A large proportion of breast tumors (70%) are ductal (non-special type), and the diagnosis is made by the exclusion of special subtypes. They do not present histological distinctiveness and can be classified according to the histological and nuclear grade, being more or less differentiated (Figure 5) (Figure 6).17–19 Low-grade carcinomas tend to be more differentiated, being similar to original tissue. This makes tumor's enhancement very similar to breast parenchyma enhancement, which may result in false-negative results in the dynamic phases. Especially depending on the menstrual cycle phase, where preference should be given to performing the study in the early period (luteal phase) (Figure 5).

On the other hand, high-grade carcinomas should have greater enhancement than breast parenchyma because they are histologically less differentiated. However, depending on the background parenchyma enhancement pattern, even high-grade tumors may not be seen in the dynamic sequences (Figure 6).

Figure 5 Low-grade invasive ductal carcinoma in a 55-year-old patient, who showed an alteration on mammography. (a, b, c, d, e, f, g) Proton density (a), short TI inversion recovery (STIR) (b), pre contrast (c), 1 minute after contrast (d), 1 minute after contrast subtraction, (e) 4 minutes after contrast subtraction (f), and dynamic curves of the regions of interest (g). The anatomical sequence (a) shows an irregular mass on the superolateral quadrant, with high signal intensity in the T2-weighted sequence (b). After injection of the contrast, there is no significant enhancement of the mass in relation to the background parenchymal enhancement (e and f). Findings illustrated in the dynamic curves (g).
(h and i) Percutaneous biopsy fragments at lower (h) and higher magnification (i) diagnosed as low-grade invasive ductal carcinoma.

Figure 6 High-grade invasive ductal carcinoma in a 55-year-old patient with a palpable mass in the right breast in the medial quadrants. (a, b, c, d, e, f, g, h and i) Pre contrast phase (a); 1 minute after the contrast (b); 2 minutes after the contrast (c); 3 minutes after the contrast (d); 4 minutes after the contrast (e); kinetic curve of normal fibroglandular tissue in the lateral quadrants of the left breast, green arrow (f); dynamic curve of the breast mass in the medial quadrants of the right breast, red arrow (g); axial MIP reconstruction (h); coronal MIP reconstruction (i). The enhancement pattern of the breast mass is similar to the background parenchymal enhancement of the contralateral breast. Both studied areas show a type III (washout) pattern curve in the dynamic curves (f, g). It is not possible to differentiate the suspected area in the MIP images (h, i).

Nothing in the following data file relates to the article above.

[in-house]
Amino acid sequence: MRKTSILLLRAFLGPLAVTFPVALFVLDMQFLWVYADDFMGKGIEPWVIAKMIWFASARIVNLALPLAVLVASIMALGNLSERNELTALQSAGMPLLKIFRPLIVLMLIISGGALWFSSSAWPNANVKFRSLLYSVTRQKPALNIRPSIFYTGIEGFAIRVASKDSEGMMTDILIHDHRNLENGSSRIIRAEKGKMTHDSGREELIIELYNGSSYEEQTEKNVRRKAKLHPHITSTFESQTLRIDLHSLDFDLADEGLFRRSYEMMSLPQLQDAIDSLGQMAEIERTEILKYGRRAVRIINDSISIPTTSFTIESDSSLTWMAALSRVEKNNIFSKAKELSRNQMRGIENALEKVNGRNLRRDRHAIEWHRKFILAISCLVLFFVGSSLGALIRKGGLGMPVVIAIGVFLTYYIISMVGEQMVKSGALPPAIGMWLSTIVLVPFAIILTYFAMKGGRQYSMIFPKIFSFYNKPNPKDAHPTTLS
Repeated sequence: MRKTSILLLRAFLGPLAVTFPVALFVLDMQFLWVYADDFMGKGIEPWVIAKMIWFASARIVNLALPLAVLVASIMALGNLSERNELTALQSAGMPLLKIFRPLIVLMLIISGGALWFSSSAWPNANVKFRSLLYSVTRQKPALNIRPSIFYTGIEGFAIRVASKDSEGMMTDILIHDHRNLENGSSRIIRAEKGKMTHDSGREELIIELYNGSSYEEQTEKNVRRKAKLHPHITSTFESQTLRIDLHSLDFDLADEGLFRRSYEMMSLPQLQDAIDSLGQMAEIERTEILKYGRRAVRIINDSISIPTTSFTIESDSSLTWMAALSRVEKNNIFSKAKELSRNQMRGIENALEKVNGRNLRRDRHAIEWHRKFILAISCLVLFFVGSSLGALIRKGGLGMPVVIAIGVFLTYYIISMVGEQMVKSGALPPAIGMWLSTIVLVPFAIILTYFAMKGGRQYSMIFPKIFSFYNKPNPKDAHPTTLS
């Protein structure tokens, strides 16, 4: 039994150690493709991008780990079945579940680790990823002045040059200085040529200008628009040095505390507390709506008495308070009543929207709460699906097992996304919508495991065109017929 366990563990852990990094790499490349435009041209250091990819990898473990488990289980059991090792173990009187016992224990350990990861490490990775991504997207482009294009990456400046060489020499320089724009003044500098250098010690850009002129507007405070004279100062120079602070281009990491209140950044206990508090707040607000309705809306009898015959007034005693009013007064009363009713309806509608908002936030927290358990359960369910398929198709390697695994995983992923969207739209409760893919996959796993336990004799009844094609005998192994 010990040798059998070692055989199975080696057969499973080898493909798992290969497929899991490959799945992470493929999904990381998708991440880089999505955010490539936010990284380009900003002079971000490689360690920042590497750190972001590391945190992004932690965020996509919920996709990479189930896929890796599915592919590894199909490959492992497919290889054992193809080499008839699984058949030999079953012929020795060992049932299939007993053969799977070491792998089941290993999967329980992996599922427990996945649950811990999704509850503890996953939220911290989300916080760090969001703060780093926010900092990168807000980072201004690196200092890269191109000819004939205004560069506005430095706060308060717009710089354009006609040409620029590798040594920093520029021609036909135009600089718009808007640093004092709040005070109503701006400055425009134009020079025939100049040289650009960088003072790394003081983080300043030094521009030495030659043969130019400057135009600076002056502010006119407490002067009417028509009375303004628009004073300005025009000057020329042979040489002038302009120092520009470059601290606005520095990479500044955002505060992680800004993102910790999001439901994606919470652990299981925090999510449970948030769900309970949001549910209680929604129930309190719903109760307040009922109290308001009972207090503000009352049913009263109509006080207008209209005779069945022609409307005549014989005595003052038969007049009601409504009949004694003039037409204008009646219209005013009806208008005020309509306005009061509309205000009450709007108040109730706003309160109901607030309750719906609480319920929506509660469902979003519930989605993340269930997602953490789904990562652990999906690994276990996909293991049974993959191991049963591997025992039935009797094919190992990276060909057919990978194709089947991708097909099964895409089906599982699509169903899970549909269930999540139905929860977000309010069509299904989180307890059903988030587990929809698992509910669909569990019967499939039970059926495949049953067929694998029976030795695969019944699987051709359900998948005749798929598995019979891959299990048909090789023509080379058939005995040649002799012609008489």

Immunohistochemistry is routinely assessed in breast carcinomas. Estrogen receptors (ERs) and progesterone receptors (PRs), which are hormone receptors; Ki67, which represents cell proliferation; and oncoprotein c-erbB-2 (HER2), which indicates tumor aggressiveness, are primarily examined. Therefore, more differentiated tumors have positive hormone receptors and low proliferation and aggressiveness indexes.

The molecular subtypes of breast cancer are stratified from the quantification of the expression of these markers. Thus, luminal A tumors have positive hormone receptors, are HER2-negative, and have Ki67<14% and a more favorable prognosis. Luminal B tumors have positive hormone receptors, are HER2-positive or HER2-negative, and have Ki67>14%. The vast majority, approximately 70% of invasive carcinomas, are hormone-receptor-positive and therefore eligible for antiestrogen therapy.20 The HER2-positive tumors comprise 12 to 20% of malignant breast tumors. When this marker is overexpressed, with a higher Ki67, the tumors are associated with a worse prognosis, but are eligible for targeted therapy.

Finally, approximately 10-15% of breast cancers are triple-negative, i.e., they do not express any markers of hormonal receptors or HER2 and, at present, have no targeted therapy, presenting a worse prognosis (Figure 7).16,21

Figure 7 Immunohistochemical profile. Schematic representation of the terminal duct lobular unit of the breast duct, in cross-section, which correlates the immunohistochemical profile of the breast carcinoma, from more differentiated (luminal A) to less differentiated (basal like), where AI (aggressiveness index), PI (proliferation index), HR (hormone receptors), E (estrogen), P (progesterone) and c-erbB-2 (HER 2).

DCIS

DCIS results from the proliferation of epithelial cells confined to the basal membrane of the terminal ductal lobular unit.12 This carcinoma belongs to a heterogeneous group of lesions and its classification, based on nuclear grade, categorizes it as low, intermediate, and high grade.13 Low-grade DCIS is composed of small and regular cells, while high-grade DCIS presents large, pleomorphic cells with frequent mitotic figures and sometimes exhibits associated necrosis. The intermediate grade has characteristics of both the low- and high-grade subtypes.14

DCIS, being well differentiated, may have the same enhancement pattern of normal fibroglandular tissue in low-grade cases. It is believed that only 50% of these low-grade lesions progress to more-aggressive patterns.15 In these cases, additional findings in the non-contrast sequences (morphologic sequences) as well as comparison with previous studies may aid in the definitive diagnosis of the lesion. Figure 4 presents a case of architectural distortion in a patient with two consecutive MR examinations (Figure 4). Complementation with additional second-look ultrasound study may aid in the definitive diagnosis. Usually malignant lesions are seen in this targeted study.